JW: How to make mash potatoes.
LF: Mash potatoes, and I can remember being about 14/15 and going into the kitchen and them saying, OK, this is the year that you’re going to start participating in Thanksgiving meal prep.
JW: I’m sorry Lori. How to make mash potatoes. Now folks, I was an old boy scout. Here we go. Grab said potato, and put in said pan. And just mash it til it’s a pulp. Am I close?
LF: Yea but, you’re close, but it’s all about texture ok. It’s the whipping and the mashing and the adding slowly of the butter.
JW: See folks, that’s why she’s on this podcast. She brings a certain class, if you will. A savoir-vivre, if you will.
LF: Yea, mash potatoes are, they have to have flair, they have to have fluffy. So that’s one of the things that traditionally that started for me, that I remember. So I still do that now. I’m very much in charge of the mash potatoes, and this will be our 3rd Thanksgiving without my grandmother, and I, every time I look at a set of mash potatoes on Thanksgiving, that’s the one thing that I remember. She would really expect me to exceed expectations there. So I can’t let her down. So I have to make sure that’s my Thanksgiving to do for sure.
JW: That is an awesome approach. And one thing that I will tell you is, I am a connoisseur of mash potatoes. Not just of the old Idaho white potato, I actually enjoy them as a mash of sweet potatoes. And you can spice that up. Oh, man, I’m already getting hungry and we’ve got three days to go, so let’s don’t even start talking about Thanksgiving food or I’m out of here, right? But you know the goal for this day should be to realize your potential for the day that is by definition thankfulness. You heard me say my top three things, one thing I do for sure. Every year is put on my top three for that day. I want to show my family how much they mean to me. Not just in my words, but in my actions. You know, instead of rushing around. Finishing the food you want to take the family gathering for lunch. Think about preparing that food perhaps the night before, and you can heat it up. Or maybe lay out the children’s clothing the night before. I know we always did this, because let’s face it, I have two daughters, Lori. And so a decision of clothing is not a simple task.
LF: No, no. It takes a lot of thought process.
JW: And don’t even ask me about those accessories. When especially they’re like in their 4,5,6,7 year old age when they want to pick some things out and that’s a very tough combination sometimes for their mother. Of course, as their dad I could care less, and just whatever they wear as long as they’re clean.
LF: We do have standards though, regardless.
JW: The simple things I do too. Go fill the tank of the car. If you’re like us, we have to travel, my mother and dad live about an hour and a half away. So fill up the car the night before. In other words, what I’m trying to say is take away some of these mundane but necessary tasks, so when you awake on that Thursday morning, three days from now, you will be able to do something differently that day. You won’t have the hustle and bustle in your life.
LF: Alright, so I guess we’re gonna move on to approach number 4, after the mash potato conversation. I’m still stuck on the mash potatoes! Reach out and provide for someone less fortunate. Going back to the pilgrims, and the first Thanksgiving. I absolutely think this is an approach that is very important on Thanksgiving that we remember and we practice and I think that no matter your age, no matter where you are in life, no matter what status you have or don’t have. It doesn’t take anything to pour into someone less fortunate during this time of the year. And that can be anywhere from a food donation to just simply reaching out and telling someone, I’m grateful that you’re here. I appreciate that you’re part of my life, or that you’re part of my community. And it’s really important to remember that it doesn’t necessarily have to be a hand out, but it’s a hand up. And it’s just that we all walk this same life together in one way or another and that we can help each other and that’s really important on Thanksgiving.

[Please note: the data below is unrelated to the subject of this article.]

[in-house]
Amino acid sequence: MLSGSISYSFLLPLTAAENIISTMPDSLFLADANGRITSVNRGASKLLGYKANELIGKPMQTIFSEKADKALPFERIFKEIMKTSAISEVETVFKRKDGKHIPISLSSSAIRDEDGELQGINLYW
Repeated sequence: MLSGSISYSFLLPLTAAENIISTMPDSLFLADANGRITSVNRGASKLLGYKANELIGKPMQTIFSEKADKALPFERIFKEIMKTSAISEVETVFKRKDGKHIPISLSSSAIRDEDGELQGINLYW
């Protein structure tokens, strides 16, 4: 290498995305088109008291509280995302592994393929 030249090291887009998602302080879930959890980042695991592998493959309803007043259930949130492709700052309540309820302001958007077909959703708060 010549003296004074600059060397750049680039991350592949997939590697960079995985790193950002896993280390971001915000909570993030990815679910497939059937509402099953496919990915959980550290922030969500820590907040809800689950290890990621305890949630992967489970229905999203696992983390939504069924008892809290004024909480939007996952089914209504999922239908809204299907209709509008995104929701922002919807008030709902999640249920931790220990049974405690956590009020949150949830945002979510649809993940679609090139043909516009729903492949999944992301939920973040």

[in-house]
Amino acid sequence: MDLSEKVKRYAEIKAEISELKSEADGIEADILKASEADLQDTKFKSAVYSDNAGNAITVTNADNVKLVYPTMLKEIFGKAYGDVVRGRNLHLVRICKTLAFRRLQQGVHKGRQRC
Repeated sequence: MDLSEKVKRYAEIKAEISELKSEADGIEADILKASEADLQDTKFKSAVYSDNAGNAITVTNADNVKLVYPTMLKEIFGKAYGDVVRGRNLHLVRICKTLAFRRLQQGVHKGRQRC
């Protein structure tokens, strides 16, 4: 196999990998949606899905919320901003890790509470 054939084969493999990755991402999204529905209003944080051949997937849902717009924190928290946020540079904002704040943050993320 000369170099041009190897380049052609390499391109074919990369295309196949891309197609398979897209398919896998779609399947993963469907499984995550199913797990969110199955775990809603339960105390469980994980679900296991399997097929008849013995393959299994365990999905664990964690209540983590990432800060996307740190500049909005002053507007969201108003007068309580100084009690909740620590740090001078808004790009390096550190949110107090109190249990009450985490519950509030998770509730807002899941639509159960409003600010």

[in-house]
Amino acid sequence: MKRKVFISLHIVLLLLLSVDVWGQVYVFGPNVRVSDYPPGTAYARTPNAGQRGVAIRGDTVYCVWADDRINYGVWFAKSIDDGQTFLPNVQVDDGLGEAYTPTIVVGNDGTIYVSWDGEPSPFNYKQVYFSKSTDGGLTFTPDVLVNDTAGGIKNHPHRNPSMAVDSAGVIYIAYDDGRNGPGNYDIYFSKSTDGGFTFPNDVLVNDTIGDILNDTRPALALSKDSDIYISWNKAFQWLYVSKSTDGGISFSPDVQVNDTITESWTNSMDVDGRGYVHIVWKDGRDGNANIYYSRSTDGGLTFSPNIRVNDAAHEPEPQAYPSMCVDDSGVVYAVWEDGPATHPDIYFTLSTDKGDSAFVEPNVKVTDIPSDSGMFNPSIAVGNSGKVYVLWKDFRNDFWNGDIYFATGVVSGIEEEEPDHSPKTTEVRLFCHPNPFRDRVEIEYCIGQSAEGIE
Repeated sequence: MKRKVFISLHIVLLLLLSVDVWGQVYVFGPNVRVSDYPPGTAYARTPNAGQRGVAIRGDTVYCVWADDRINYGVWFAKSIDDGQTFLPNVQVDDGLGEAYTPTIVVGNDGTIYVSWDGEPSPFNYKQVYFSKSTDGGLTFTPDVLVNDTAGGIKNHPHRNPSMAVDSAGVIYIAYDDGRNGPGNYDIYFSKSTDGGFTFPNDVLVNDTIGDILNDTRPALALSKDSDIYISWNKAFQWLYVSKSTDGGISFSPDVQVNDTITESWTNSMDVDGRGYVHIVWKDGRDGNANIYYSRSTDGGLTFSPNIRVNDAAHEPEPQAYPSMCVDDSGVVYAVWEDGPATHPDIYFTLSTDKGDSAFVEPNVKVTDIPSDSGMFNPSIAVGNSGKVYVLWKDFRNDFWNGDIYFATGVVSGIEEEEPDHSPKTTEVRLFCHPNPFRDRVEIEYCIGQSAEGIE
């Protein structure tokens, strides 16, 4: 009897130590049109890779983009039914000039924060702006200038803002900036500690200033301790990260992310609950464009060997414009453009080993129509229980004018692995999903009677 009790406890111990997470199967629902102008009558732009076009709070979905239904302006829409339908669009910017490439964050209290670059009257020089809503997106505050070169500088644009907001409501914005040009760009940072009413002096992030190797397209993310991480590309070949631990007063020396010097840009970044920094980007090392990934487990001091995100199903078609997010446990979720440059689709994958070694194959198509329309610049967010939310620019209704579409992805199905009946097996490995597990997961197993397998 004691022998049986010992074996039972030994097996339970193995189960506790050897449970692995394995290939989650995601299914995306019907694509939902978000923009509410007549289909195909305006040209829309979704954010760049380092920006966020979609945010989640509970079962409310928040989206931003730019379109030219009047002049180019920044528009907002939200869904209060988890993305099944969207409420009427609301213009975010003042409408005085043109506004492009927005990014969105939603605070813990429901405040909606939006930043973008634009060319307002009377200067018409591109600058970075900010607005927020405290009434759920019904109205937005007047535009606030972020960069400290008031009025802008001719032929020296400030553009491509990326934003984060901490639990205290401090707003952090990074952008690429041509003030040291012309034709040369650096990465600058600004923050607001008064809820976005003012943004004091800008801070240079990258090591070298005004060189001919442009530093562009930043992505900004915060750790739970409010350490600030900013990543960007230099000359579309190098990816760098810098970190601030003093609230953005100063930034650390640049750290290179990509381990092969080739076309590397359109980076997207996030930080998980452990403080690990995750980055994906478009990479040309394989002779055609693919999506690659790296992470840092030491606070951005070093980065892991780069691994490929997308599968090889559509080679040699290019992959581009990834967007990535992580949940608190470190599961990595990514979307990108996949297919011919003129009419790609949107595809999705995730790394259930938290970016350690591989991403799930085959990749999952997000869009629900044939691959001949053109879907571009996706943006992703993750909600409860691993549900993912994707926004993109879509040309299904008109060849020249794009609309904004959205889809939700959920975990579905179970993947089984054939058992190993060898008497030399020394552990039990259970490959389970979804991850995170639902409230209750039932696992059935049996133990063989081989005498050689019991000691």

JW: I’m not a big news watcher anymore, but I will tell you, it has been hard for me, Lori, to avoid, and yes that’s what I do. Even in my satellite radio. If it’s scanning through something and I hear something that’s news, and I quickly change it, because there’s so much negativity going on right now. In our country, you know, our leaders are battling some decisions to make that they feel is appropriate, and some feel that it’s not appropriate. So it’s just a real stressful time in the United States for our country. And I love the fact of what you said, a hand up not a hand out. I think most of our listeners understand that concept that we all have our lives to lead and we, some of us, have had a little bit more abundance than others. Maybe in the area of physical assets or monetary gain or whatever. We can always reach out, feed a family for goodness sakes, and make it easy for them, that they wouldn’t otherwise have a great Thanksgiving. And if you would, write them a handwritten note about how, like Lori said, you’re thankful that they’re in your life. Our community is not made up of just specific, homogeneous type people. We’re not all the same. And Lori said amen under her breath looking at me. We’re not all the same. And so at the end of the day, you know, I think if we will just take and create a sense of gratitude in our own life by considering the needs of others. You will find your Thanksgiving Day to be one that is robust and filled with a great joy for yourself. And to me that’s what Thanksgiving to me is about.